Both Putnam and Bayne's model and Kirton's model have their merits and when applied to different case studies, each seems to be effective. I would suggest that an updated synthesis of these two models would be effective in explaining Summit function in the new millenium. The United States' economic and military capabilities, although they are waning, were essential for the peaceful transition to a post-Cold War Era. But the G7 as an institution was clearly essential for enacting successful American policy in the area. In many ways the Summit has a socializing effect on the US and serves to broaden policy alternatives and subtly alter the underlying normative values of these policies within the G8 arena. The Summit is in fact a policy melting pot for global governance. Although the US still provides the strength and authority for major action, the smaller countries of the G8 can influence US policy making through the forum of the Summit system. Increasingly throughout the last five years, the United States has preferred to let the other members of the G8 put forward policy initiatives that showcase their own particular issue-specific expertise. In short, America has been less likely to lead, preferring to "shop around" for policy alternatives initiated by other G8 members. As the only remaining superpower in the international system, American interests and capabilities are thinly spread throughout the globe. The United States can no longer field the resources for global governance on its own. Yet it's continued economic and military strength allow it to co-opt some of the more ambitious initiatives of its other summit members who have issue-specific capabilities. Thus, the US has put strength not only behind initiatives that weren't originally of their making, they have also adopted, within the G8, the new norms that underscore these initiatives brought forward by other G8 members. Thus, largely European norms regarding the conservation of the environment on a global scale have been supported by the United States within the G8 and without. Human rights issues that are particularly important to Canada, especially those concerning human security have also been given American support. The United States has realized that the reality of globalization has made it impossible for the US to shape the global order by itself in isolation. There are too many issues to deal with for one country – issues that are increasingly complicated by the interconnectedness of the globalized international system.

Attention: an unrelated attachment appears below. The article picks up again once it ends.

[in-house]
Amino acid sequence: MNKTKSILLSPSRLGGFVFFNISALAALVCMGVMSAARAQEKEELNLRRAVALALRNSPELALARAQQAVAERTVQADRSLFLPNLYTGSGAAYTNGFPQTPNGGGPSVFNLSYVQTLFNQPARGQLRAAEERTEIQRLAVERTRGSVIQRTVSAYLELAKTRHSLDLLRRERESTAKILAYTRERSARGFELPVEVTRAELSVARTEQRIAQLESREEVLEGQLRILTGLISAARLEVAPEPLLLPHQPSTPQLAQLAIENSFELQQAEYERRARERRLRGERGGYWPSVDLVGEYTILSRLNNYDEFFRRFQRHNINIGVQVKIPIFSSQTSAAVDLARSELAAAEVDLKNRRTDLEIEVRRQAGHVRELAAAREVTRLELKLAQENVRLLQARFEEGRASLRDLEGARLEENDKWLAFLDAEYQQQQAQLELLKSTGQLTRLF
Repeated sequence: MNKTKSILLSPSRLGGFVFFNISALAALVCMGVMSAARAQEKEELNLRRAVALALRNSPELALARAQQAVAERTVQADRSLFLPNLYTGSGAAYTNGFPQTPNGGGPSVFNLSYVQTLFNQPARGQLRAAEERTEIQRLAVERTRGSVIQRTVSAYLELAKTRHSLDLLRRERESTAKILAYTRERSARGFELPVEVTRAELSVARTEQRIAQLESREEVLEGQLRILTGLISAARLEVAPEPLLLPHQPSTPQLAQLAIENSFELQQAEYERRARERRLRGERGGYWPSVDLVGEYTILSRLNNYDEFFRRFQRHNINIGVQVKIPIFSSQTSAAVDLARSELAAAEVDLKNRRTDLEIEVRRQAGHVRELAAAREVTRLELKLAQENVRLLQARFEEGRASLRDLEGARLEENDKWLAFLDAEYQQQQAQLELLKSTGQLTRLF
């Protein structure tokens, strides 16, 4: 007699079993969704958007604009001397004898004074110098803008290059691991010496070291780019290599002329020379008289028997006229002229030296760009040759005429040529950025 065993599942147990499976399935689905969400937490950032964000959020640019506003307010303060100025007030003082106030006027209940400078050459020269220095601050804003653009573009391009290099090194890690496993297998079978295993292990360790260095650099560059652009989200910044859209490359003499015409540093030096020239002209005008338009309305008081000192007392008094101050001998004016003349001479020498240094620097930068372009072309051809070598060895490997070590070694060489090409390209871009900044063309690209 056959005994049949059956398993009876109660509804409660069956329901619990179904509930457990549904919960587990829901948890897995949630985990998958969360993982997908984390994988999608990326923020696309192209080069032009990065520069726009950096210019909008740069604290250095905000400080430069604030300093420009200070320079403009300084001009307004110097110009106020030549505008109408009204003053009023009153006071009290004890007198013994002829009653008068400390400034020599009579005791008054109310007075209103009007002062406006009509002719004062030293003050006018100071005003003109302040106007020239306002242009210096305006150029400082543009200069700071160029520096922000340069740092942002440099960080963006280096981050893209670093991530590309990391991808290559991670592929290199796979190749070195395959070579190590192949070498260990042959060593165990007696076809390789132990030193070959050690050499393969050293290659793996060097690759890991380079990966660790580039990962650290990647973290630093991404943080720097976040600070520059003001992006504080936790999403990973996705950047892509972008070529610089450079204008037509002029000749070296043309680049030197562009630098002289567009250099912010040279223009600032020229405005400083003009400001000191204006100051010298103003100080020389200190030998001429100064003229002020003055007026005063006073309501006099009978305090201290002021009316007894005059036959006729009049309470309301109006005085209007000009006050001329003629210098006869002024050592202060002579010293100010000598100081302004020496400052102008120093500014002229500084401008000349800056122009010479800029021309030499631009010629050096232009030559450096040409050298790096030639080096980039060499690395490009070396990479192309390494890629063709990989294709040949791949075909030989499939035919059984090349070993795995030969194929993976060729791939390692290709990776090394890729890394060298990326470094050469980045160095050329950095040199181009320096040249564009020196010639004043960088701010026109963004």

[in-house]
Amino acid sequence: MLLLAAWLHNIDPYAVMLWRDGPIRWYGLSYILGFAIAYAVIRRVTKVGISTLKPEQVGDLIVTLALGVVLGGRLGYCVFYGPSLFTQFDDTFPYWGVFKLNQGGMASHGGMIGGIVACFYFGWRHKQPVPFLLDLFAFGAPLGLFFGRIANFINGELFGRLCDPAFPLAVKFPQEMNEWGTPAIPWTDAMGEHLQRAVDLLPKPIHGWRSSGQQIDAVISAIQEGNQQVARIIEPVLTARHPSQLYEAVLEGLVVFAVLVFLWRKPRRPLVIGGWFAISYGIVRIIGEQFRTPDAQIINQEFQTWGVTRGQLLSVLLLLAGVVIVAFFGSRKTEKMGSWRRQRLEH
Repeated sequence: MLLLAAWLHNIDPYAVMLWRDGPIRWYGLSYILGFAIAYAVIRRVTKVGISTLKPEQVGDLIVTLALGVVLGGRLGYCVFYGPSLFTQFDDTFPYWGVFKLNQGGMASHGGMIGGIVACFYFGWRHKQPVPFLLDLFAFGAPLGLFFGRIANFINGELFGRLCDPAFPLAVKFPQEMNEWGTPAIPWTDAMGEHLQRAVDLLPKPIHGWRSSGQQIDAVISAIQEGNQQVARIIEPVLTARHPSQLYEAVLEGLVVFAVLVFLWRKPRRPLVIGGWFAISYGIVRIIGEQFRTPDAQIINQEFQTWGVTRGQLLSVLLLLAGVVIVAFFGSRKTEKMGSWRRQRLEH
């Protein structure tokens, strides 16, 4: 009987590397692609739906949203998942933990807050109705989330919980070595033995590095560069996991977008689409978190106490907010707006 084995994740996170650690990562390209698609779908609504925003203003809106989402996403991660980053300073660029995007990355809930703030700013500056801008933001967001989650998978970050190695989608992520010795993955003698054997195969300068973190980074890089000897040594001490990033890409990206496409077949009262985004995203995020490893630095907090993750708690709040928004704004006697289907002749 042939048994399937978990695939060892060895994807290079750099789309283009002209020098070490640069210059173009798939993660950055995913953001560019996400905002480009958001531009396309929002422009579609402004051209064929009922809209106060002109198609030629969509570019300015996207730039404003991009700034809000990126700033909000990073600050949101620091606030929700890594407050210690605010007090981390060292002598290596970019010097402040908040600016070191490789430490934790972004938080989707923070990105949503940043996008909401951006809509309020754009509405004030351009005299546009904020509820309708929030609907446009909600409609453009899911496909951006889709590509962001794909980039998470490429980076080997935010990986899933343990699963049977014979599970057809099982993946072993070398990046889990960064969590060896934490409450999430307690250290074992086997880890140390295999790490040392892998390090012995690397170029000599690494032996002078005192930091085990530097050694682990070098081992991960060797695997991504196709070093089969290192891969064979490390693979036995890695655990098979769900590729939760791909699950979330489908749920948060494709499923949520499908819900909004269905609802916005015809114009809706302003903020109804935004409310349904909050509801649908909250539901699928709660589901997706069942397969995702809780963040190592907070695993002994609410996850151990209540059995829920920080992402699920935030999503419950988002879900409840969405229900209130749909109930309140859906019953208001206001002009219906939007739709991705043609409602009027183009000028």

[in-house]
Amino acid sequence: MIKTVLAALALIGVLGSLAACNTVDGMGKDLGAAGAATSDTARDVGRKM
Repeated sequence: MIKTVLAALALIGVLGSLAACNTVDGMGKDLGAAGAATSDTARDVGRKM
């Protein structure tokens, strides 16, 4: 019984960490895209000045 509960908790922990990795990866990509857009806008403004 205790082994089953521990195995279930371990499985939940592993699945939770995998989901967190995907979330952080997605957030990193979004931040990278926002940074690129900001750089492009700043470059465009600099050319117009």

At the end of the 1990's the G8 seems to have internalized the lessons created by the downside of globalization, particularly those concerning the cost of financial crisis contagion and the marginalization of the poorest. This realization has led to a new conception by the G8 of a global commons and the need for increased legitimacy in their own practices of global governance. This has in many ways changed the way that G8 members think of their own institution as well as the way its members approach their own identities within the international community. Fundamental change in the core values of the Summit, such as working toward inclusion and sustainable prosperity for all nations, not merely those that are of immediate interest geopolitically to the G8 members, is clearly evident. With increased emphasis on issues such as the environment, human security, debt reduction for the poorest countries, and conflict prevention, the G8 has made strides toward embedding the norms of global conservation and basic human rights into the structure of global governance. They have realized that globalization has led to an international system that is "hyperconnected"…that is to say that the increased complexity of the connections (both political and economic) between all regions of the world create vulnerabilities among both the very large, rich countries and the smaller, developing countries. For example, the financial crises that have occurred over the last five years have demonstrated this fact and the G8 leaders have observed this phenomena and have learned their lesson. In the coming century, the industrialized world is increasingly affected by what happens in the outer reaches of the developing world. Armed conflict, the spread of infectious diseases, and financial crises affect the entire global system. The agenda for the Okinawa Summit, which will be examined in the following section of this paper, contains ample evidence that the leaders of the G8 finally understand this. This understanding is slowly reshaping the G8 members' conception of their identity, both as members of the G8 and as members of a larger global commons.

PART III: The Significance of the Okinawa Summit and the Expansion of G8 Global Governance